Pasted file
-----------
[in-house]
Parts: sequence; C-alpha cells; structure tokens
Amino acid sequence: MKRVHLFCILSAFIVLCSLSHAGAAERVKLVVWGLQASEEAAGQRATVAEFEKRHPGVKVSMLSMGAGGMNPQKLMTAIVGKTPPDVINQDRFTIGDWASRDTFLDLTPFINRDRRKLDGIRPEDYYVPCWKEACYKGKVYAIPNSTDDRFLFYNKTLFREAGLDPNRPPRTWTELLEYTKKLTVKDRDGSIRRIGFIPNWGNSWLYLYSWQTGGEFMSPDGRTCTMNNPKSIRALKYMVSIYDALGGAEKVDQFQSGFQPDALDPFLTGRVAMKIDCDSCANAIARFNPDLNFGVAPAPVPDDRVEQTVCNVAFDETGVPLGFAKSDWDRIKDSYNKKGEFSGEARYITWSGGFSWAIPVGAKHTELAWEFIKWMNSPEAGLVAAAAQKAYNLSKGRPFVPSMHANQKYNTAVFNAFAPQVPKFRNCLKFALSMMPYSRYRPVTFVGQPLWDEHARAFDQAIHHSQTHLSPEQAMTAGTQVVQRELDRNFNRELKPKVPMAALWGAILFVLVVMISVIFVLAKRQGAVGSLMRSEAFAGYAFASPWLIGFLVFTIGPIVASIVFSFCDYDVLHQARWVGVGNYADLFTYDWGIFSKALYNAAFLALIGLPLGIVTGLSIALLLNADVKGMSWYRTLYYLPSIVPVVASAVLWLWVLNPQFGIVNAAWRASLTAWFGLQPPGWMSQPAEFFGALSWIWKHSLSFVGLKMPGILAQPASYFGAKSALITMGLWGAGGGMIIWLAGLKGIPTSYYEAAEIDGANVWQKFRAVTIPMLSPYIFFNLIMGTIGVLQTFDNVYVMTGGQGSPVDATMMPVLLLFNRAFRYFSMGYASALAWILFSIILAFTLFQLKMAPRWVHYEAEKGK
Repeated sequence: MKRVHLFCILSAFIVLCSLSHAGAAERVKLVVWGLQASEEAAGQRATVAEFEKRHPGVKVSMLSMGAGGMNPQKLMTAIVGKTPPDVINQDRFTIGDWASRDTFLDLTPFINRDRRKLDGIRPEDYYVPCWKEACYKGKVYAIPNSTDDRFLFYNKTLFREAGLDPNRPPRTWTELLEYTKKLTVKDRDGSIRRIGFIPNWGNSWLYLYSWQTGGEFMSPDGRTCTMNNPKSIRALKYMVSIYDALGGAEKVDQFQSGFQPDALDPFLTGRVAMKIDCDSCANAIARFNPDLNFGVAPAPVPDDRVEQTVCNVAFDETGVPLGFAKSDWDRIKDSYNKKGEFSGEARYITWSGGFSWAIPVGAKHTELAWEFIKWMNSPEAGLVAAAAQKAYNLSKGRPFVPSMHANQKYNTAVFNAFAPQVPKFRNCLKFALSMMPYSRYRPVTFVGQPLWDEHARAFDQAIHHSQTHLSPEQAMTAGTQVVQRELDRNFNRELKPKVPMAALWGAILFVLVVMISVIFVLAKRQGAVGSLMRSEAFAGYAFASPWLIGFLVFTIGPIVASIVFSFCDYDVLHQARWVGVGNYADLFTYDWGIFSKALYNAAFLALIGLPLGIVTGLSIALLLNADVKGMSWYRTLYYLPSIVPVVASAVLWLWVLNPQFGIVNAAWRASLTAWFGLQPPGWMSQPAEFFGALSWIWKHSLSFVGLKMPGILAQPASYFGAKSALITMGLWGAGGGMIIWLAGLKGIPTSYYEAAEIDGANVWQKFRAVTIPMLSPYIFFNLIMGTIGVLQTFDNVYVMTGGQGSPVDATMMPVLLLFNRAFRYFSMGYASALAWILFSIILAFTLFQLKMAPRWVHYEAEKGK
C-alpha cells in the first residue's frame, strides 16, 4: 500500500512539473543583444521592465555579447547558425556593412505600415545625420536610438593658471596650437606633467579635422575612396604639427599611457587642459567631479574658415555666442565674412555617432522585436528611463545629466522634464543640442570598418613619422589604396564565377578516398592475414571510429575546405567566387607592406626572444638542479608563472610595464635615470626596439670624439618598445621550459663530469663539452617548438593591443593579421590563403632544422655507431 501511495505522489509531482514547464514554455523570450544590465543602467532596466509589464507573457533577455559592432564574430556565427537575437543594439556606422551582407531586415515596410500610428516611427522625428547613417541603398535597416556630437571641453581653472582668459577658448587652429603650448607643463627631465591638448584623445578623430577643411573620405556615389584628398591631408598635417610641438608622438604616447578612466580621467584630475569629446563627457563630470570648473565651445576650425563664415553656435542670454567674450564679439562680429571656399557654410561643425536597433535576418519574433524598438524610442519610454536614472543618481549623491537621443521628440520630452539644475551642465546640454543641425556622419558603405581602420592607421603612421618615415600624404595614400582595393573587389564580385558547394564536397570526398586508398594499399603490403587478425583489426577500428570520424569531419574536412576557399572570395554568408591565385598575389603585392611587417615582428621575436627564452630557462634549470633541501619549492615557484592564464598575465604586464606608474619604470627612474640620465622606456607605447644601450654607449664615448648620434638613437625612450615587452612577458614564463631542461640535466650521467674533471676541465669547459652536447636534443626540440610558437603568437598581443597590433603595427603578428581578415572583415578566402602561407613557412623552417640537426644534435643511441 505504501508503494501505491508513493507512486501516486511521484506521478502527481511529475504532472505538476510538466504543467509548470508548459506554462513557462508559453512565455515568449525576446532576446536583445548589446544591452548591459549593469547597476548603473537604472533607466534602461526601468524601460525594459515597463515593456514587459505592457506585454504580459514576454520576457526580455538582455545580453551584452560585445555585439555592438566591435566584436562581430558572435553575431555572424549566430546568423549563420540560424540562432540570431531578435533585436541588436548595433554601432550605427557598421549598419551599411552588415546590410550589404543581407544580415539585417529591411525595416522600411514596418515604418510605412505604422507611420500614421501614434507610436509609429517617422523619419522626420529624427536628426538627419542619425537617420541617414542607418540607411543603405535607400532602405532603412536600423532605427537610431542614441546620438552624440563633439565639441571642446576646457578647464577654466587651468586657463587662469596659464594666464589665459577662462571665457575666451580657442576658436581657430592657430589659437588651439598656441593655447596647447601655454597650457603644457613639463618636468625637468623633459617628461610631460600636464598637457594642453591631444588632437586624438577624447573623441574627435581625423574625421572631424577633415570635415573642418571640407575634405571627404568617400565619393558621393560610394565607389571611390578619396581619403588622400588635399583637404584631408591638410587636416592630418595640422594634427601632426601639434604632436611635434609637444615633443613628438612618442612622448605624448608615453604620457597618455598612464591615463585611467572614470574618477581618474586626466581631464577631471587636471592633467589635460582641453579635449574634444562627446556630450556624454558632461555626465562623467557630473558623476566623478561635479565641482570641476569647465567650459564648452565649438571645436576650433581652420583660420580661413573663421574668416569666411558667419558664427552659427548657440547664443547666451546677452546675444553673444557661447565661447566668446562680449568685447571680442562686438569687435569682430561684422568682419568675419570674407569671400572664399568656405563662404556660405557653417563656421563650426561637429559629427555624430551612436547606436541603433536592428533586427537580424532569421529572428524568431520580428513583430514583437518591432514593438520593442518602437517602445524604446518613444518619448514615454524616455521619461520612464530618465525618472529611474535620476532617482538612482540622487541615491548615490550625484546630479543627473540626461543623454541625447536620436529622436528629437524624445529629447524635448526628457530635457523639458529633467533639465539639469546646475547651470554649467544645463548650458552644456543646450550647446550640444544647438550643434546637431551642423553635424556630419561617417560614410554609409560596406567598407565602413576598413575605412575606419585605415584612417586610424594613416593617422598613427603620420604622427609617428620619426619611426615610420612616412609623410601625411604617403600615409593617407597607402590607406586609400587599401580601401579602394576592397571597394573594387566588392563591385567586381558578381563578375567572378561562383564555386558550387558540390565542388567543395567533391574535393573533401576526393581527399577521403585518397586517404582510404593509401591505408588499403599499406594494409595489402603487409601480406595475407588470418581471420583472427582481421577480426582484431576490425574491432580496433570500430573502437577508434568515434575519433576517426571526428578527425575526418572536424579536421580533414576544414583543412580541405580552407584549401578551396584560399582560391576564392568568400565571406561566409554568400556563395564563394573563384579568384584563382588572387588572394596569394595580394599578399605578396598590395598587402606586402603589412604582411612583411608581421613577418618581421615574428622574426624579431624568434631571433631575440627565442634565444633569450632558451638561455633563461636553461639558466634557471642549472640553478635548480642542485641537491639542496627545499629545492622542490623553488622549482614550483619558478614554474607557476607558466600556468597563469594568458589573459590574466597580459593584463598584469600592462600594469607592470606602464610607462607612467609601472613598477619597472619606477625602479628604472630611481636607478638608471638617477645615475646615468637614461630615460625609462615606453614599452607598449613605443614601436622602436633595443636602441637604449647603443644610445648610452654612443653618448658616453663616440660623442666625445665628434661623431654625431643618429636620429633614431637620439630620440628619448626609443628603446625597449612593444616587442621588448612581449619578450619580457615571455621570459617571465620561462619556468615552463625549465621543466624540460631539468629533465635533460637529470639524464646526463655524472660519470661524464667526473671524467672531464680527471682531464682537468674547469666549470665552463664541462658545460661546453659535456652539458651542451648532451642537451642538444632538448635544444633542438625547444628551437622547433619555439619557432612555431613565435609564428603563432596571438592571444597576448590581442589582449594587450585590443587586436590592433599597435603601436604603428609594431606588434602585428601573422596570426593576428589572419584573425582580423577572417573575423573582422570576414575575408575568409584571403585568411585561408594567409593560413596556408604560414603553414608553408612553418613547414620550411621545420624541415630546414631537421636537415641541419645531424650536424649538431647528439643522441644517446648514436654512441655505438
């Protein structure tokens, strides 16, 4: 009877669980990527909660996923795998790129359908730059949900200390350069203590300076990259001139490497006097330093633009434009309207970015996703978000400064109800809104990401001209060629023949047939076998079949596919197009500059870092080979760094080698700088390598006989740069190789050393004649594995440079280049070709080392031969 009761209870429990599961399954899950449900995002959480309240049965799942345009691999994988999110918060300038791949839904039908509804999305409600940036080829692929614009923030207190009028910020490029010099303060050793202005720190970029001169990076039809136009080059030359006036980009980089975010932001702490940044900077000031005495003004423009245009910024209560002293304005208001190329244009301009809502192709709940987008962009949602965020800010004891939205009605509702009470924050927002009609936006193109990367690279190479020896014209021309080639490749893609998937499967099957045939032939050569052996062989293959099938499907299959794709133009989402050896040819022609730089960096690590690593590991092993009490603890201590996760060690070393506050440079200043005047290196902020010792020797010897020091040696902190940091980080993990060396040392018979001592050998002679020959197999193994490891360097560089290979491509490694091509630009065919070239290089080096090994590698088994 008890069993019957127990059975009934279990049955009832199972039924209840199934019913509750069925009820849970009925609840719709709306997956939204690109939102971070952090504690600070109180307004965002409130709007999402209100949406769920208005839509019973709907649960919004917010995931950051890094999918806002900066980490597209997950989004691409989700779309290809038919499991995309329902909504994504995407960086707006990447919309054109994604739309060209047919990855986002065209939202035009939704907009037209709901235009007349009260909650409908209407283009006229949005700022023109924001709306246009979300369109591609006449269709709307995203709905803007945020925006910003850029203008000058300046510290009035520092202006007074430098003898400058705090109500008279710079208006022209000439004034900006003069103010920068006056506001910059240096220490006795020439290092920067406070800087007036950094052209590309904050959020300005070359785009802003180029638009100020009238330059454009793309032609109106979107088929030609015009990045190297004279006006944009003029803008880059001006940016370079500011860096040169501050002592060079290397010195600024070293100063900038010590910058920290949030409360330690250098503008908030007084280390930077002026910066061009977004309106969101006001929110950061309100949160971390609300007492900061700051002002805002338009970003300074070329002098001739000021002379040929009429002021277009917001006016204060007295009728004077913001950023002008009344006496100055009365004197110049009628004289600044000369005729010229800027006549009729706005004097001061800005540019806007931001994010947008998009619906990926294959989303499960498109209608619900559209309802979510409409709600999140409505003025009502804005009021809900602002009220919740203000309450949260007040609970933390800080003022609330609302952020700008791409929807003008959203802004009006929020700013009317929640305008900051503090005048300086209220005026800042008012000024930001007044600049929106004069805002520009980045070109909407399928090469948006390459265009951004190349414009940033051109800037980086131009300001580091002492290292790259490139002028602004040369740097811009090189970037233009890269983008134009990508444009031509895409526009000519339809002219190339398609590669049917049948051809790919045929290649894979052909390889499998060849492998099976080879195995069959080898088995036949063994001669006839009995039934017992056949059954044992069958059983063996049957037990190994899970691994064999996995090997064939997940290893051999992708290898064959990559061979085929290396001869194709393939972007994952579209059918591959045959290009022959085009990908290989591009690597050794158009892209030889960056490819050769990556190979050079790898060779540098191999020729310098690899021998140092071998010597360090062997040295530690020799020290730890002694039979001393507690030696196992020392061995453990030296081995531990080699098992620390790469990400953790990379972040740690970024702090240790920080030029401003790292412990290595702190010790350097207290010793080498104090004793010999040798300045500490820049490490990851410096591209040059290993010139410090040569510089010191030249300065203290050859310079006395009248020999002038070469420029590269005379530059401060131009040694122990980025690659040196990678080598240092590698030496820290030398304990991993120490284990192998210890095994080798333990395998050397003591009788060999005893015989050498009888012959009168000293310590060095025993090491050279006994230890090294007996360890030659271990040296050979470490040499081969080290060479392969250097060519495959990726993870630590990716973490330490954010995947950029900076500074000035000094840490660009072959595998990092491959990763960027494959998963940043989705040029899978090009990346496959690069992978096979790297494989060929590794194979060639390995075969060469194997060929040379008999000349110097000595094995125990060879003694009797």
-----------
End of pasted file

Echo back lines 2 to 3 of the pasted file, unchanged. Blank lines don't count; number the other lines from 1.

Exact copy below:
Parts: sequence; C-alpha cells; structure tokens
Amino acid sequence: MKRVHLFCILSAFIVLCSLSHAGAAERVKLVVWGLQASEEAAGQRATVAEFEKRHPGVKVSMLSMGAGGMNPQKLMTAIVGKTPPDVINQDRFTIGDWASRDTFLDLTPFINRDRRKLDGIRPEDYYVPCWKEACYKGKVYAIPNSTDDRFLFYNKTLFREAGLDPNRPPRTWTELLEYTKKLTVKDRDGSIRRIGFIPNWGNSWLYLYSWQTGGEFMSPDGRTCTMNNPKSIRALKYMVSIYDALGGAEKVDQFQSGFQPDALDPFLTGRVAMKIDCDSCANAIARFNPDLNFGVAPAPVPDDRVEQTVCNVAFDETGVPLGFAKSDWDRIKDSYNKKGEFSGEARYITWSGGFSWAIPVGAKHTELAWEFIKWMNSPEAGLVAAAAQKAYNLSKGRPFVPSMHANQKYNTAVFNAFAPQVPKFRNCLKFALSMMPYSRYRPVTFVGQPLWDEHARAFDQAIHHSQTHLSPEQAMTAGTQVVQRELDRNFNRELKPKVPMAALWGAILFVLVVMISVIFVLAKRQGAVGSLMRSEAFAGYAFASPWLIGFLVFTIGPIVASIVFSFCDYDVLHQARWVGVGNYADLFTYDWGIFSKALYNAAFLALIGLPLGIVTGLSIALLLNADVKGMSWYRTLYYLPSIVPVVASAVLWLWVLNPQFGIVNAAWRASLTAWFGLQPPGWMSQPAEFFGALSWIWKHSLSFVGLKMPGILAQPASYFGAKSALITMGLWGAGGGMIIWLAGLKGIPTSYYEAAEIDGANVWQKFRAVTIPMLSPYIFFNLIMGTIGVLQTFDNVYVMTGGQGSPVDATMMPVLLLFNRAFRYFSMGYASALAWILFSIILAFTLFQLKMAPRWVHYEAEKGK